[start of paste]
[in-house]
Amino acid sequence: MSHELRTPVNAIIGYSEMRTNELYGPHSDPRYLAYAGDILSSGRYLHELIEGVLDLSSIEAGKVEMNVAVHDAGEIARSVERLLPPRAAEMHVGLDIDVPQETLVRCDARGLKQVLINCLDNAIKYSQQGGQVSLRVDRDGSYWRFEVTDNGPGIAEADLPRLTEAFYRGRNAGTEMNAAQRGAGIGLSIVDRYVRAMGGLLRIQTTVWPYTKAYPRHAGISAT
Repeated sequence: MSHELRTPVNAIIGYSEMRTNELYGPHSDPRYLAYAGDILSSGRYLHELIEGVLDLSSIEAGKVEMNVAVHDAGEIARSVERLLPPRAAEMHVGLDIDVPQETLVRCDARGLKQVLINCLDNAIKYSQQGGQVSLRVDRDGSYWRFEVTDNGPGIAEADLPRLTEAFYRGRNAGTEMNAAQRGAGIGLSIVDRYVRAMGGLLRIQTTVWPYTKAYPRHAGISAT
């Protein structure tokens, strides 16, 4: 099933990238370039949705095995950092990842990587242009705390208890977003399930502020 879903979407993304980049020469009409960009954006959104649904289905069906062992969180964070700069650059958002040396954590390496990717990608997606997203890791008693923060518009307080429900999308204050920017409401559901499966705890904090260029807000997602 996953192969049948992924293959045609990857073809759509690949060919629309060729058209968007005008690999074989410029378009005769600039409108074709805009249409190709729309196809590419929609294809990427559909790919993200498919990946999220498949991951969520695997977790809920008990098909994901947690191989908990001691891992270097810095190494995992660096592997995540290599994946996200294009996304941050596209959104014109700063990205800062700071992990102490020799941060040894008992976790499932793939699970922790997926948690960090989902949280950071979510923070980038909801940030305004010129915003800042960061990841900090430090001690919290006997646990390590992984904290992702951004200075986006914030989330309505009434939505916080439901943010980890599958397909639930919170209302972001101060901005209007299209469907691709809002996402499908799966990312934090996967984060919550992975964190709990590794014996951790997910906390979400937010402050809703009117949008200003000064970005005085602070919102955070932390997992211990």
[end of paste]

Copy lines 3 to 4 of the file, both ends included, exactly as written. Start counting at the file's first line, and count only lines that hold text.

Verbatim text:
Repeated sequence: MSHELRTPVNAIIGYSEMRTNELYGPHSDPRYLAYAGDILSSGRYLHELIEGVLDLSSIEAGKVEMNVAVHDAGEIARSVERLLPPRAAEMHVGLDIDVPQETLVRCDARGLKQVLINCLDNAIKYSQQGGQVSLRVDRDGSYWRFEVTDNGPGIAEADLPRLTEAFYRGRNAGTEMNAAQRGAGIGLSIVDRYVRAMGGLLRIQTTVWPYTKAYPRHAGISAT
């Protein structure tokens, strides 16, 4: 099933990238370039949705095995950092990842990587242009705390208890977003399930502020 879903979407993304980049020469009409960009954006959104649904289905069906062992969180964070700069650059958002040396954590390496990717990608997606997203890791008693923060518009307080429900999308204050920017409401559901499966705890904090260029807000997602 996953192969049948992924293959045609990857073809759509690949060919629309060729058209968007005008690999074989410029378009005769600039409108074709805009249409190709729309196809590419929609294809990427559909790919993200498919990946999220498949991951969520695997977790809920008990098909994901947690191989908990001691891992270097810095190494995992660096592997995540290599994946996200294009996304941050596209959104014109700063990205800062700071992990102490020799941060040894008992976790499932793939699970922790997926948690960090989902949280950071979510923070980038909801940030305004010129915003800042960061990841900090430090001690919290006997646990390590992984904290992702951004200075986006914030989330309505009434939505916080439901943010980890599958397909639930919170209302972001101060901005209007299209469907691709809002996402499908799966990312934090996967984060919550992975964190709990590794014996951790997910906390979400937010402050809703009117949008200003000064970005005085602070919102955070932390997992211990």